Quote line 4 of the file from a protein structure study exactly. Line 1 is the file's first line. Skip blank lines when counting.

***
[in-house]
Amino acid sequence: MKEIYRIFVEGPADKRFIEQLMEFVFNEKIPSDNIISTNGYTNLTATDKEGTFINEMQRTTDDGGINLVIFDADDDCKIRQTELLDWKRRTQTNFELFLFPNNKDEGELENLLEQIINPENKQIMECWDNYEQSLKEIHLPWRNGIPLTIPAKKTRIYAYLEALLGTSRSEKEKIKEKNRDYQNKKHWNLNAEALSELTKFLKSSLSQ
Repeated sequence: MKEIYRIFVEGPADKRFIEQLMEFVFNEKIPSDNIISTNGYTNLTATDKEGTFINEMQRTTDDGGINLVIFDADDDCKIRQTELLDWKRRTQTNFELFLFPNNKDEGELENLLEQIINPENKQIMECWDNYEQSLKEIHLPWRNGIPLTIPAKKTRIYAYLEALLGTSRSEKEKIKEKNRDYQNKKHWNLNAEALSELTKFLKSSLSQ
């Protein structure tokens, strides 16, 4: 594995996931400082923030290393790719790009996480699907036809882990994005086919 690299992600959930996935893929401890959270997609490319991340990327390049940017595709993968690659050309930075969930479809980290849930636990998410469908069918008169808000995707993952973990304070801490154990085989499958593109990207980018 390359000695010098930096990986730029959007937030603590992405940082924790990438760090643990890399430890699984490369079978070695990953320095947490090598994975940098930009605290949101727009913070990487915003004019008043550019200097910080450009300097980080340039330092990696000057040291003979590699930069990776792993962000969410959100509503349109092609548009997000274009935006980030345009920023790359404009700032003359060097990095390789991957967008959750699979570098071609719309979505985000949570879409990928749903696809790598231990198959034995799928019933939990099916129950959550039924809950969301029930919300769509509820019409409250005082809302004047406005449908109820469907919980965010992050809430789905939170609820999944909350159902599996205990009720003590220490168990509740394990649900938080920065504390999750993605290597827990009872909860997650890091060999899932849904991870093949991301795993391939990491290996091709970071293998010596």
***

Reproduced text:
């Protein structure tokens, strides 16, 4: 594995996931400082923030290393790719790009996480699907036809882990994005086919 690299992600959930996935893929401890959270997609490319991340990327390049940017595709993968690659050309930075969930479809980290849930636990998410469908069918008169808000995707993952973990304070801490154990085989499958593109990207980018 390359000695010098930096990986730029959007937030603590992405940082924790990438760090643990890399430890699984490369079978070695990953320095947490090598994975940098930009605290949101727009913070990487915003004019008043550019200097910080450009300097980080340039330092990696000057040291003979590699930069990776792993962000969410959100509503349109092609548009997000274009935006980030345009920023790359404009700032003359060097990095390789991957967008959750699979570098071609719309979505985000949570879409990928749903696809790598231990198959034995799928019933939990099916129950959550039924809950969301029930919300769509509820019409409250005082809302004047406005449908109820469907919980965010992050809430789905939170609820999944909350159902599996205990009720003590220490168990509740394990649900938080920065504390999750993605290597827990009872909860997650890091060999899932849904991870093949991301795993391939990491290996091709970071293998010596």